The Avondale Bar & Tap Room hosted a party for the release of their new drink menu on Friday night, inviting artist Michael Acuff, musician Alex Wilkerson and bands Dogwood Lung and Cherry Motel to mark the occasion with local music and art.
The alleyway up to the back entrance to the bar was filled with the smoke and smell of dozens of young Auburn residents’ cigarettes and cocktails while the name of the night’s headliner was passed around constantly in conversation: Cherry Motel.
Despite the bar being held down by only five employees, drink orders seemed to be constant and the bar’s seats were rarely empty.
Soon after Wilkerson began playing, Auburn music fans packed together like sardines up to the bands’ already cramped space by Avondale’s windows overlooking Toomer’s Corner.
A plethora of guitars, gig bags and other musical paraphernalia was stuffed in the dimly lit booths on either side of the band, with some audience members sometimes crawling over them to get closer.
As Dogwood Lung prepared to go on, an old television-VCR combo from the 90s was strapped to the bar stool behind the band while it played episodes from David Lynch’s cult classic "Twin Peaks."
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“I’ve been planning to use the TV and VCR player for a while in some capacity," said Ben Ewing, Dogwood Lung's drummer. "I got it from my mom’s house. We had to deliberate a lot. We had a lot of VHS’s lying around, and it seemed like [Twin Peaks] wouldn’t be interesting enough to distract people but also not too boring.”
The floor of the upstairs bar’s interior bounced up and down to the dancing of around a hundred people as Dogwood Lung rocked out in an indie-surfer inspired fashion.
The clash of symbols, vibrations of vocals and deep notes of bass traveled through the walls and floor, permeating the audience with the rich sounds of post-punk-indie-rock.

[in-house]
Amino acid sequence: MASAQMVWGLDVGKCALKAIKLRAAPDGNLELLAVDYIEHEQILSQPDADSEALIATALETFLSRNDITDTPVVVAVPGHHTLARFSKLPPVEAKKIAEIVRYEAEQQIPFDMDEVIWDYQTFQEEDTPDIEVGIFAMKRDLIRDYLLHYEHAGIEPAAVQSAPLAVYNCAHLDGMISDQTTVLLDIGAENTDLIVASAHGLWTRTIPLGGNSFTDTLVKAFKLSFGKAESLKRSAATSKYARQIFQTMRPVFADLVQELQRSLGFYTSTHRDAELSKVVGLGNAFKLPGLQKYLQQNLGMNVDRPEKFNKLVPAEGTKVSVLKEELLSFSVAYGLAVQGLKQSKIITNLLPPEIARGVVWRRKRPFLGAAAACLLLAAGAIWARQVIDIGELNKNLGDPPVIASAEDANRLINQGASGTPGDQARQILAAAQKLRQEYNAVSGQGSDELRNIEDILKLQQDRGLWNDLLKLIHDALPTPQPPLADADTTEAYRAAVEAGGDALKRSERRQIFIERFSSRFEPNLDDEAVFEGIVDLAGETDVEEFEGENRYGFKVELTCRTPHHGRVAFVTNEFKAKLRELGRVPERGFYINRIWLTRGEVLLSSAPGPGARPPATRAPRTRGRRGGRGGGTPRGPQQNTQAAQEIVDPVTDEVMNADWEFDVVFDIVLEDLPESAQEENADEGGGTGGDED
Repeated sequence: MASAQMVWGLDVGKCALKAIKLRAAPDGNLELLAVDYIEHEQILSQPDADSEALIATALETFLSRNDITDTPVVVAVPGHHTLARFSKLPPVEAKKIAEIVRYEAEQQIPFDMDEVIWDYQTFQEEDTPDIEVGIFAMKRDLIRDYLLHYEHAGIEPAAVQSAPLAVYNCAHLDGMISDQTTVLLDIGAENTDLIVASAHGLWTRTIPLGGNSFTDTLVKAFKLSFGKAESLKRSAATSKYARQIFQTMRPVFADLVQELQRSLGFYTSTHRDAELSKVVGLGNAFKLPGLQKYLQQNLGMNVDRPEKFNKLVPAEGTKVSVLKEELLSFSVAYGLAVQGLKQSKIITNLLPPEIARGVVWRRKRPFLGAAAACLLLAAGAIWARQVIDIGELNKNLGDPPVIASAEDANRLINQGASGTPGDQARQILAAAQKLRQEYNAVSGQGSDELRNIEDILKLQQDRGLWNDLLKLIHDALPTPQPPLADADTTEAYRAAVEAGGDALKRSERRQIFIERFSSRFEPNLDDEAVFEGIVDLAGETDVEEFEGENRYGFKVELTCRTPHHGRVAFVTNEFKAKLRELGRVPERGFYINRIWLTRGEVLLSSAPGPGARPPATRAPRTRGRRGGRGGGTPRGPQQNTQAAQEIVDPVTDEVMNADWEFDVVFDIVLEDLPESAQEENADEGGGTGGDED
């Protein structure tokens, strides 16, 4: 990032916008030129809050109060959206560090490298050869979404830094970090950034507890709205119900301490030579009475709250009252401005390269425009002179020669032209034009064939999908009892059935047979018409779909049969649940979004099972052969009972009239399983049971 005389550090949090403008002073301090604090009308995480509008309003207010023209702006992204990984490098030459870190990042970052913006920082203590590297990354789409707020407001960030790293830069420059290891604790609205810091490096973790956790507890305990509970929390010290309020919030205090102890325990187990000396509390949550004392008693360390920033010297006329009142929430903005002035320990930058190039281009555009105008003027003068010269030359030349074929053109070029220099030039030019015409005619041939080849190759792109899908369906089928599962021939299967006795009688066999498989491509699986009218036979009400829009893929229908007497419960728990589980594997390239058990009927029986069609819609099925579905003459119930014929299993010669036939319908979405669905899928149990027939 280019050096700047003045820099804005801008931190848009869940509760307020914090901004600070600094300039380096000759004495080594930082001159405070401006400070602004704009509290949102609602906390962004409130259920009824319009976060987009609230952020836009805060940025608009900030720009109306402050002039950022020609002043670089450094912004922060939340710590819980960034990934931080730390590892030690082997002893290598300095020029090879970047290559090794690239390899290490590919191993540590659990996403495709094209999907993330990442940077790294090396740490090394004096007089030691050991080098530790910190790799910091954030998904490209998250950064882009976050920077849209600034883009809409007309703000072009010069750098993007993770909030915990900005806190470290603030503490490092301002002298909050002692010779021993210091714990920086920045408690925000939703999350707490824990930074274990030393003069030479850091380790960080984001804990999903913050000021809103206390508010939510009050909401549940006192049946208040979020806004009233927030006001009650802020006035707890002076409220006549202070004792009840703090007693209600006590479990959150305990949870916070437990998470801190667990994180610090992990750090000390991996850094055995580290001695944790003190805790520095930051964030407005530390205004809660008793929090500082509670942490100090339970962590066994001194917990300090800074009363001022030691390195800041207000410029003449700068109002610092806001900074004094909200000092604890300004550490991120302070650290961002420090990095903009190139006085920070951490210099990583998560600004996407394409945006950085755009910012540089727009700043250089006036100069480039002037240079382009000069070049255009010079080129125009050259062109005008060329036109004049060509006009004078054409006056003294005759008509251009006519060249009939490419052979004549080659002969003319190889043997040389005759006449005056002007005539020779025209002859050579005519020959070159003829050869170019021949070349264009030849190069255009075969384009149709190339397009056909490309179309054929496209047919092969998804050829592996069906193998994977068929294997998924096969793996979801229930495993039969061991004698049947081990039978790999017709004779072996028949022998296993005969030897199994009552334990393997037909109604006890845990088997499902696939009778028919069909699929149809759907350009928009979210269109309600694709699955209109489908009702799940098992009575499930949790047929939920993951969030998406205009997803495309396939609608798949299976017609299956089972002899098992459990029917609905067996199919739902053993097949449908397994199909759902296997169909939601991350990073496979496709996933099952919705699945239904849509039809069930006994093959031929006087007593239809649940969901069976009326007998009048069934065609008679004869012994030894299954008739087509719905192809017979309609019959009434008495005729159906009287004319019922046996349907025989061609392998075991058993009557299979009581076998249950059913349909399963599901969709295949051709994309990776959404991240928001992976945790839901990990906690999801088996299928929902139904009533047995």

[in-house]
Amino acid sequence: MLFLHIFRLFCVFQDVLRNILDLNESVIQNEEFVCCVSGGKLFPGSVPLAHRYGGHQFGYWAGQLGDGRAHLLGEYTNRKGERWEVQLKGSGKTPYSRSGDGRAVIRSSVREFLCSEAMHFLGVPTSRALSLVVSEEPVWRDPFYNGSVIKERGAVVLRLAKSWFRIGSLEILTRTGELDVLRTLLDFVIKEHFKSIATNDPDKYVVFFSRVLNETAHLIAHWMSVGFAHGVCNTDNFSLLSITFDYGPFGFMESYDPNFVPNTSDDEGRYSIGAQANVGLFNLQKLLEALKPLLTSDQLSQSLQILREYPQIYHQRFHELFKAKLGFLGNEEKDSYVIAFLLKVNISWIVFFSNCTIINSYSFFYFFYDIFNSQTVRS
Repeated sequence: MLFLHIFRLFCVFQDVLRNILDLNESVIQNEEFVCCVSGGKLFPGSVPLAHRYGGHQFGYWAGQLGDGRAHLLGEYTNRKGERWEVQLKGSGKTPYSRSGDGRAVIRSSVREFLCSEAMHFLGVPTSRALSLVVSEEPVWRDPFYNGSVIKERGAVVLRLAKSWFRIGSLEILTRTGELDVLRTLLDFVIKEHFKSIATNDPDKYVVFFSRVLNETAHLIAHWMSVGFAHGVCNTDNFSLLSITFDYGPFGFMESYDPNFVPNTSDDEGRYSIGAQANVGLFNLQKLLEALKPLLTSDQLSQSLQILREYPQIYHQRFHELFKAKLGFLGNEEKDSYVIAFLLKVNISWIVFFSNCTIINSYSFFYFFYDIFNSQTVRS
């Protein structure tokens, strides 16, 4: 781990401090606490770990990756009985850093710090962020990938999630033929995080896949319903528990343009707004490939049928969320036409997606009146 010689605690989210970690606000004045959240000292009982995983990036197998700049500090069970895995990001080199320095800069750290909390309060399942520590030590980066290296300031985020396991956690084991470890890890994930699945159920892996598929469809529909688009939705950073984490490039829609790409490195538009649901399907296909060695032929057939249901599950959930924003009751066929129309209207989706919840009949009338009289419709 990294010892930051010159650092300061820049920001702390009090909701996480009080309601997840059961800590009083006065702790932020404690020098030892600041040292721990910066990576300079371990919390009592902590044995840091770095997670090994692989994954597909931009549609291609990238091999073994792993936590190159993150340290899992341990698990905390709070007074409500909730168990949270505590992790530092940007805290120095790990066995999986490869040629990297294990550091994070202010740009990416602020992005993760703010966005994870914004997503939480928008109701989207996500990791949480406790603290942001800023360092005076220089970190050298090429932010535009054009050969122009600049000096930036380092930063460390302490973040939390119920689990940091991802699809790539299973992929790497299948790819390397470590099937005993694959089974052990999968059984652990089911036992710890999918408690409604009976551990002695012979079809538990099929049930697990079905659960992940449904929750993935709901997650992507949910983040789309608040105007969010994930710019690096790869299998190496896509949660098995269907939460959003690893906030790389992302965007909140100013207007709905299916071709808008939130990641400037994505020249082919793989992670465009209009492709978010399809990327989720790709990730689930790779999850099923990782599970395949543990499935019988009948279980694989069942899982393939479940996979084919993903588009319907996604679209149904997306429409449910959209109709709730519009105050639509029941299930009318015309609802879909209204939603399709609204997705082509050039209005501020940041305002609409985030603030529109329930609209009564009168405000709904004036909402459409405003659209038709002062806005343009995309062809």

The size of the bar and lounge wasn’t ideal for the genre of its musical guests but ideal for the dancing style of the audience: a crowded sway, head bopping and drunken foot tap, which went along easily with the dreamy surfer chords of Cherry Motel.
Jackson Gafford from local band Captain Kudzu said he used to play with the lead vocalist of Cherry Motel, Austin Walley.
“He’s very well read," Gafford said. "He writes lyrics and put the music to the lyrics. Most people don’t do that … Austin just has notebooks and notebooks of stuff he’s been working on. Also Austin Arias, his guitar stuff is really good. He plays with us sometimes.”
As Cherry Motel’s set went on, the music and the crowd’s movements became intensified to the point where several people, despite the establishment’s low ceilings and already crowded space, began crowd surfing.
The previously peaceable crowd soon descended into a mosh pit the likes of which could more commonly be seen at a metal concert, with the dance floor’s bouncing becoming so intense that it felt like the floor might fall through to the popcorn store downstairs.
At the end of their set, Walley yelled through the microphone at the crowd, “That’s all folks. Go out and smoke cigarettes” while the crowd began cheering and asking for one more song.
“Austin Arias is bleeding everybody. What are you doing to him?” Walley said, but eventually conceded and played an encore while audience members swayed with their lighters out.
“We played good considering we haven’t practiced in a long time. It was fun and the crowd was great,” a sweaty Walley said in the alleyway outside. “[Events like this] give us the chance to further develop ourselves … and in places like this, we can prove it. We can prove that we’ve been working on what we’re doing to each other as well as other people.”
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